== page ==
Highlights from the line-up, then? Anyone who's seen a spiffily dressed chap riding around the west end of Glasgow on a penny farthing will recognise Sven Werner, the steampunk filmmaker who presents Part 2 of Tales of Magical Realism. Kathy Hinde's Piano Migrations sees birds perching on the strings of an old upright piano in the window of the Scottish Music Centre. In Janek Schaefer's Extended Play, the movement of visitors walking around the instillation prompts record players to start and stop. Robbie Thomson, whose degree show at Glasgow School of Art featured enchanted pianos twinkling in the dark, presents a new work called Ecstatic Arc: a piece of "sonic-kinetic sculpture and mechanical puppetry" made out of found materials and recording devices.
Lithuanian composer Juste Janulyte is someone whose music deserves to be better known in the UK. In Sandglasses, four cellists are shrouded in transparent columns that light up, or rather down, like the grains of sand in an hour glass. How audiences interact with music, visuals and performance spaces is key to many of Sonica's events and, for Sandglasses, shown at the Tramway, seating will be removed and the audience can sit or lie on the floor as they watch. "It's about giving people a different way of experiencing," says Boyd. "Sandglasses is hypnotic, and its effect is amplified if you're able to get away from concert etiquette."
Claudia Molitor's Remember Me, a multimedia opera about Dido and Eurydice, is staged inside a desk in front of small audiences at Scotland Street Museum. Meanwhile, the Dutch company 33 1/3 presents a chilling account of the Bluebeard legend – "incredibly contemporary and powerful," according to Boyd. "I doubt whether any house in the UK would have the guts to show it." Already she's warned several inquirers that this is not a straight performance of Bartok's opera.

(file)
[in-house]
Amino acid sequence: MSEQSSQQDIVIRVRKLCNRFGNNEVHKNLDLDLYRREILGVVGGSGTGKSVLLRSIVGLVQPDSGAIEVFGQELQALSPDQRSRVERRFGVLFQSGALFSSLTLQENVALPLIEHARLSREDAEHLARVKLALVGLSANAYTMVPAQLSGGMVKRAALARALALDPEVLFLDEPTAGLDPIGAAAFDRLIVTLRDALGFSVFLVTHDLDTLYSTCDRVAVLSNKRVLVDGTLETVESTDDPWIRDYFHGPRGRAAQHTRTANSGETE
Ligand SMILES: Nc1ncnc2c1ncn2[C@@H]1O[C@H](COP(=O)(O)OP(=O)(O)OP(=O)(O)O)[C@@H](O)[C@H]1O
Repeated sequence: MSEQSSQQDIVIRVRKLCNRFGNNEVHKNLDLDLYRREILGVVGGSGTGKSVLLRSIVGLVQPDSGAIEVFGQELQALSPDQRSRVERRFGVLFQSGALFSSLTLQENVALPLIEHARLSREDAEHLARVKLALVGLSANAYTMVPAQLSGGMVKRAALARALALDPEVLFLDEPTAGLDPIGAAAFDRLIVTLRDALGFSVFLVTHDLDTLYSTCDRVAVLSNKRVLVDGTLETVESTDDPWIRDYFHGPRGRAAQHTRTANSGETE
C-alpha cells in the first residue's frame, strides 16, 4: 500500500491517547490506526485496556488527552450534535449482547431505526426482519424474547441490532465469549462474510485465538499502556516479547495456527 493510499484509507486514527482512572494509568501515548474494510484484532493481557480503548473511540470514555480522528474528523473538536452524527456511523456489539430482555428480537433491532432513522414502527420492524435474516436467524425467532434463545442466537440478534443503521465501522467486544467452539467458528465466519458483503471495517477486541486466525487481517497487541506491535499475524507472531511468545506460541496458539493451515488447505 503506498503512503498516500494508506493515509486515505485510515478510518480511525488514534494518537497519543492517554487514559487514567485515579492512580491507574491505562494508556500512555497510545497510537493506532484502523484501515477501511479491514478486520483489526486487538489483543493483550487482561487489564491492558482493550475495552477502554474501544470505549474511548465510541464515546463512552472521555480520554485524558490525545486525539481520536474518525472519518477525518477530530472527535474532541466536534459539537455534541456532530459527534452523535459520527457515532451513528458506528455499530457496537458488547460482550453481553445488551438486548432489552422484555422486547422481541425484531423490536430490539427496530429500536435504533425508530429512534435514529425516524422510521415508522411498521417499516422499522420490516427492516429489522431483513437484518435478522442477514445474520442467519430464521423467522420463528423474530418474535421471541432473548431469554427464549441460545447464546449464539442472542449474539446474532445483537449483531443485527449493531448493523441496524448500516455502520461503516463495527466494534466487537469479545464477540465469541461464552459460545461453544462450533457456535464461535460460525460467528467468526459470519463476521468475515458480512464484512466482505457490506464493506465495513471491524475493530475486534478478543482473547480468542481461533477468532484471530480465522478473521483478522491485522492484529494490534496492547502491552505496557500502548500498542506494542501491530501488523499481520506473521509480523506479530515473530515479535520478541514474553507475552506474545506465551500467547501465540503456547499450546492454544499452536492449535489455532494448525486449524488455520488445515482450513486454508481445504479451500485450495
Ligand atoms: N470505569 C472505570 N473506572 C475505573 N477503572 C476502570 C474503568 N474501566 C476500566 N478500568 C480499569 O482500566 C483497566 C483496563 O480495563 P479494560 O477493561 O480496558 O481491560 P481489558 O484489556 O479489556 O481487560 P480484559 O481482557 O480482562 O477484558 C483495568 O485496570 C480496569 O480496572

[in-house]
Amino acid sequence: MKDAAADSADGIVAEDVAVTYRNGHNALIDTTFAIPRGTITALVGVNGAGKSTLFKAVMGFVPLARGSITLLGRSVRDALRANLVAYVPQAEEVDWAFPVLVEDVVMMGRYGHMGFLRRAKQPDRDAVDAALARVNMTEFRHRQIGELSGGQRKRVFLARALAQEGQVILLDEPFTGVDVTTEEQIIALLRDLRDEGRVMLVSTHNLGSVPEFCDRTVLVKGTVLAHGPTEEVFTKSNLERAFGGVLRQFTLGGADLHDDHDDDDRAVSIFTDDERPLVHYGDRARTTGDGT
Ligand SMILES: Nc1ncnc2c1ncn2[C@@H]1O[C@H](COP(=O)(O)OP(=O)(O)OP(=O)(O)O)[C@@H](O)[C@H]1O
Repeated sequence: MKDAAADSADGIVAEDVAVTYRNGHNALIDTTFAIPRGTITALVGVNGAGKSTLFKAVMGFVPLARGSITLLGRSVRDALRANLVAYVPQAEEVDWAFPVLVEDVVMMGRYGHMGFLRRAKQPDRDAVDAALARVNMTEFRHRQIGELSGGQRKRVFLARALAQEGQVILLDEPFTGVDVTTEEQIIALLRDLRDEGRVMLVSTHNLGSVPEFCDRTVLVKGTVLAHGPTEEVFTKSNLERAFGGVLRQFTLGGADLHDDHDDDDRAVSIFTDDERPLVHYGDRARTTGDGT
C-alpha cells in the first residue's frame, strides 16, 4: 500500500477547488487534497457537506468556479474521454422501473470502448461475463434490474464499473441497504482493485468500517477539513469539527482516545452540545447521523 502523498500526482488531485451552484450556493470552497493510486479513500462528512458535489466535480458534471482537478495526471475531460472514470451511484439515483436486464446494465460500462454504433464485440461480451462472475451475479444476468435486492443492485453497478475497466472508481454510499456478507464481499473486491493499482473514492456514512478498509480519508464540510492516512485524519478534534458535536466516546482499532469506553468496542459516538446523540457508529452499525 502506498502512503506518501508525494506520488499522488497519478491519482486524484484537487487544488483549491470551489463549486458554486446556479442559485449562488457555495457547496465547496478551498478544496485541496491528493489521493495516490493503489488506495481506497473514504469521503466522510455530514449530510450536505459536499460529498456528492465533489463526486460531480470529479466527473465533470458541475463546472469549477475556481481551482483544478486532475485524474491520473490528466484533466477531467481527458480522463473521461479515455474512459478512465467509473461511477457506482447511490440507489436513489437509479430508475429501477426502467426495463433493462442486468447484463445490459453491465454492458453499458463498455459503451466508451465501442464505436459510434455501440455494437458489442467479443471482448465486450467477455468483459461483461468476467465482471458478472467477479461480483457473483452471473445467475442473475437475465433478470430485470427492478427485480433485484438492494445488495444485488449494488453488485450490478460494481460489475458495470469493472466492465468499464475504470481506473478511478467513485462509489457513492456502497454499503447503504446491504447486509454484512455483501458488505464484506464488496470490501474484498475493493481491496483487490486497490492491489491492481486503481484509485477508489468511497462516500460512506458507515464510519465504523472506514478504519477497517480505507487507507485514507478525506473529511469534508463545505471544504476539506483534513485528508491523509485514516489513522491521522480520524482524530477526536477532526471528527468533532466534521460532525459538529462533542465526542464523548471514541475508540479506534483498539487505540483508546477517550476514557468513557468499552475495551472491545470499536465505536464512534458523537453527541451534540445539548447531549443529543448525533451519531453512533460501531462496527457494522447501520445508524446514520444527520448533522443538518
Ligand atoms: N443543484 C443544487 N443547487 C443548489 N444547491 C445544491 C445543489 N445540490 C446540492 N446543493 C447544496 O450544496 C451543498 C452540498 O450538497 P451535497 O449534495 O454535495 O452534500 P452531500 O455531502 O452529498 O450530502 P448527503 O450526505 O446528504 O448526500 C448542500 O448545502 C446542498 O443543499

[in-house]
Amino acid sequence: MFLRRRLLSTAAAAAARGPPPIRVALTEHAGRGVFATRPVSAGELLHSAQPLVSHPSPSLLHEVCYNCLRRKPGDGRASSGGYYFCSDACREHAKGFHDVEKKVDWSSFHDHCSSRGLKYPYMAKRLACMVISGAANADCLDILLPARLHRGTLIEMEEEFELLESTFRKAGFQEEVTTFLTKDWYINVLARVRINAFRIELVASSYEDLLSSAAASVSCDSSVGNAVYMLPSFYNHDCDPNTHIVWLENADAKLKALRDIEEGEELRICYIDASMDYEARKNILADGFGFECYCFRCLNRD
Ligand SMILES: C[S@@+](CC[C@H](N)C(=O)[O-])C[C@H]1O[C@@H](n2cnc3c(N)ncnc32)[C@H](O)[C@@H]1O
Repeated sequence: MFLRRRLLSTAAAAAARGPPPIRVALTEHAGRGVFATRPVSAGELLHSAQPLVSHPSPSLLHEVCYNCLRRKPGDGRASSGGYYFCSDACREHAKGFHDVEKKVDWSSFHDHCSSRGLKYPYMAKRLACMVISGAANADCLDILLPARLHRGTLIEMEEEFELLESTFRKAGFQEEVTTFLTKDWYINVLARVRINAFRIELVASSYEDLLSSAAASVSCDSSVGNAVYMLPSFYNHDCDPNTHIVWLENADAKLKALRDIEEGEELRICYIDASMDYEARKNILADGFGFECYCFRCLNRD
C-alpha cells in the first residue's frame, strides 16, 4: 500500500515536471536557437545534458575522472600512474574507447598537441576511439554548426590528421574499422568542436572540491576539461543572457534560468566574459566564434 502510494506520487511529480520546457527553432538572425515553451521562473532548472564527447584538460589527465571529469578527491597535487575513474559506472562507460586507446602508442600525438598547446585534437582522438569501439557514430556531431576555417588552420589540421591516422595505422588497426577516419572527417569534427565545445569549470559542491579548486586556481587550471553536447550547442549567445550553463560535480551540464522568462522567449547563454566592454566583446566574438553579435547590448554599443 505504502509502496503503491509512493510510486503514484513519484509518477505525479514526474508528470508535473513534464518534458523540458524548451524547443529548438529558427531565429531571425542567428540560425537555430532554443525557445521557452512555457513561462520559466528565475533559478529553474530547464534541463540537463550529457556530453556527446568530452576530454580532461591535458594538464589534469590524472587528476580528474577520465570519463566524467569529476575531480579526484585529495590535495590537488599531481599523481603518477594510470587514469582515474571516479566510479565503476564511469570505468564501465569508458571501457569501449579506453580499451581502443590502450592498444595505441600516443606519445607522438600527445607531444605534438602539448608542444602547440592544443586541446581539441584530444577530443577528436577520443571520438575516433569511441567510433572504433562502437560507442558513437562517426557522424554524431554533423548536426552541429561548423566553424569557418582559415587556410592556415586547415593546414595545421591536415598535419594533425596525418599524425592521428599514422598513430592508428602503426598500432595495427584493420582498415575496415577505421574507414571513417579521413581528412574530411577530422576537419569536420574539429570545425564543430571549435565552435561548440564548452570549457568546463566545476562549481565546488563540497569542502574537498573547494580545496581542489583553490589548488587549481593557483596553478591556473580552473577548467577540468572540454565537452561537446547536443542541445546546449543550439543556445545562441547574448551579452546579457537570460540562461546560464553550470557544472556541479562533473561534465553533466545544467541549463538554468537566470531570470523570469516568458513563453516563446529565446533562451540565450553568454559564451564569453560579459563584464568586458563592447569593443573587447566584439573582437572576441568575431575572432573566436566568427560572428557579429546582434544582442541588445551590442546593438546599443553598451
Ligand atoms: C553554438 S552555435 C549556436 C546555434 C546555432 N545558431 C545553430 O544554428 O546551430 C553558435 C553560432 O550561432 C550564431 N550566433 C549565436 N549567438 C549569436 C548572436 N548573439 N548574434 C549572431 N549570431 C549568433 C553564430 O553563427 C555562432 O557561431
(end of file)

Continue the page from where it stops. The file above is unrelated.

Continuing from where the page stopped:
If any of this sounds daunting, fear not. Most of the programme is designed to stimulate the senses, and there's no need for prior experience of sonic art. Sonica even includes a children's strand: Sonic Dreams, first shown at the Edinburgh International Science Festival, is an ambisonic instillation designed for and performed by kids. There's storytelling, workshops, games and gimmicks: Sarah Kenchington shows her mechanical instruments, including a pedal-powered hurdy-gurdy, and Kathy Hinde uses music boxes to tailor individualised sonic journeys. The event's hub, Secret Sonica, will be open late after Tramway closes in premises at 14 Albion Street in the Merchant City.
Boyd talks about it all with an enthusiasm that would tempt even the staunchest of sceptics to have a go. For her personally, having stepped back from directing productions at Cryptic, this kind of broad, bold curating is exactly what she wants to be doing.
"We've got big plans," she says. "This is just the start."
Sonica is at venues around Glasgow from November 8-18. Visit www.sonic-a.co.uk.